return 'uuid'

  static get incrementing () {
    return false


Timestamps eliminate the need for setting up timestamps manually every time you create or update a record. Following timestamps are used for different database operations.


Create timestamp defines the database field to be used for adding row creation time to the database table. You can override this property to specify a different field name or return null to disable it.

class User extends Lucid {

  static get createTimestamp () {
    return 'created_at'



Every time you modify a row in a database table updateTimestamp will be updated to the current time.

class User extends Lucid {

  static get updateTimestamp () {
    return 'updated_at'



The deleteTimestamp behaves a little different from create and update timestamps. You should only return value from this method if you want to make use of soft deletes.

class User extends Lucid {

  static get deleteTimestamp () {
    return null


Soft deletes is a term for deleting records by updating a delete timestamp instead of removing the row from the database.In other words, soft deletes are safe deletes, where you never loose data from your SQL tables.

Soft deletes are disabled by default and to enable them you must return a table field name from deleteTimestamp getter.


Date format specifies the format of date in which timestamps should be saved. Internally models will convert dates to moment.js instance. You can define any valid date format supported by momentjs.

class User extends Lucid {

  static get dateFormat () {
    return 'YYYY-MM-DD HH:mm:ss'


Omitting Fields From JSON Output

Quite often you will find yourself omitting/picking fields from the database results. For example: Hiding the user’s password from the JSON output. Doing this manually can be tedious in many ways.

  1. You will have manually loop over the rows and delete the key/value pair.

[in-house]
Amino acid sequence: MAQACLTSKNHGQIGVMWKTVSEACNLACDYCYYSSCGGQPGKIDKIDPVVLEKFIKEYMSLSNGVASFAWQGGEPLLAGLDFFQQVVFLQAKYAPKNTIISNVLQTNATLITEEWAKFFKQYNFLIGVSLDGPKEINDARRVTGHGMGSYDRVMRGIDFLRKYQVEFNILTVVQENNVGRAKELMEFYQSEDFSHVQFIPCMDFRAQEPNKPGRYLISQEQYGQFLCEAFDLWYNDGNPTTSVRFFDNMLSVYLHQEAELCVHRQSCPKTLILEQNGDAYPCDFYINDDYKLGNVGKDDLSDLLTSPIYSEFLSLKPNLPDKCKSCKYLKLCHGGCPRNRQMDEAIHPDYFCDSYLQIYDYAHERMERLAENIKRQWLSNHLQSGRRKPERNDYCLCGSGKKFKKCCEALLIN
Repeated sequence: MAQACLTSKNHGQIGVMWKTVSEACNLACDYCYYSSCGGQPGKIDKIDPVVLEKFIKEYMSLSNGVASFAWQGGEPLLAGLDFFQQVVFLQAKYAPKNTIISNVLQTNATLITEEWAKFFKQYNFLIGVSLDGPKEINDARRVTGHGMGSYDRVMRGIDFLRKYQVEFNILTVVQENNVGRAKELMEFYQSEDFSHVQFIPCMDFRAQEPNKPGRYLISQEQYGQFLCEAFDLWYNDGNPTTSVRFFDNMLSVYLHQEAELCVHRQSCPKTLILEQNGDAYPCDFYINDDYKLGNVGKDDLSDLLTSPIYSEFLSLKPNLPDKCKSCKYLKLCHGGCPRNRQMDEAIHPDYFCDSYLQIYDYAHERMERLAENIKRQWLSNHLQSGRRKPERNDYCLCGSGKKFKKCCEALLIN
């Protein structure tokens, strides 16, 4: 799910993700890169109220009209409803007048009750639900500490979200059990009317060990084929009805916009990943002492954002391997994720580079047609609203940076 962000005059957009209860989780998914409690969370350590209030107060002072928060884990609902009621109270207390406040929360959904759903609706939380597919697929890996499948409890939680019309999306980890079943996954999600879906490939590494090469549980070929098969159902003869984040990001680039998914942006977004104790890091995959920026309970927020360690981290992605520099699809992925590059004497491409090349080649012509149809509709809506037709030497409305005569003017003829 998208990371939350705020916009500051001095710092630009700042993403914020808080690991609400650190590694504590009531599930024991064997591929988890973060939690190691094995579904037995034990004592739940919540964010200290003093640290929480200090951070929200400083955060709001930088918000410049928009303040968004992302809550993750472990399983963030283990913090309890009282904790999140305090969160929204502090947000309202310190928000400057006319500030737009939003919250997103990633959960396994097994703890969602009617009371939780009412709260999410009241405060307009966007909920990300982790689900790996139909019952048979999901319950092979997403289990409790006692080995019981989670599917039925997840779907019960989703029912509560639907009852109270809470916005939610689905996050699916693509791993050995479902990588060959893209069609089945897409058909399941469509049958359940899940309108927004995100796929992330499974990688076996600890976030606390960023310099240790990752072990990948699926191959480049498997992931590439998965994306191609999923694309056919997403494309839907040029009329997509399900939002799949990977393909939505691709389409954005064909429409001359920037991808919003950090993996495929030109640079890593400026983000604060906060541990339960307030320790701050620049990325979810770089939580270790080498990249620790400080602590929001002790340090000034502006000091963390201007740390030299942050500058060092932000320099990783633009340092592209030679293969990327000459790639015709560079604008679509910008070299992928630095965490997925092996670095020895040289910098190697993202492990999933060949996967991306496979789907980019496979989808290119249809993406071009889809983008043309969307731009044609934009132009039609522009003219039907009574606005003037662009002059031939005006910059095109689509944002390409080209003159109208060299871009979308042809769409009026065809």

2. When you fetch relationships, you will have to loop through all the parent records and then their child records to delete the key/value pair.

AdonisJs makes it simpler by defining the visible or hidden (one at a time) on your model.

Defining Hidden
class User extends Lucid {

  static get hidden () {
    return ['password']

Defining Visible
class Post extends Lucid {

  static get visible () {
    return ['title', 'body']


Query Scopes

Query scopes are fluent methods defined on your models as static methods and can be used within the query builder chain. Think of them as descriptive convenient methods for extending the query builder.

class User extends Lucid {

  static scopeActive (builder) {
    builder.where('status', 'active')


Now to make use of the active scope, you just need to call the method on the query builder chain.

const activeUsers = yield User.query().active().fetch()

Query Scopes Rules

  1. Query scopes are always defined as static methods.

  2. You must append your methods with scope followed by the PascalCase method name. For example: scopeLatest() will be used as latest.

  3. You must call the query method on your model before calling any query scopes.


Unfortunately, Javascript has no way of defining traits/mixins natively. Lucid models makes it easier for you to add traits to your models and extend them by adding new methods/properties.


class Post extends Lucid {

  static get traits () {
    return ['Adonis/Traits/Slugify']



Also, you can dynamically add traits using the use method.

class Post extends Lucid {

  static boot () {

Make sure to define traits only once. Redefining traits will cause multiple registrations of a triat, and your models will misbehave. The best place of defining dynamic traits is inside the Model boot method.

CRUD Operations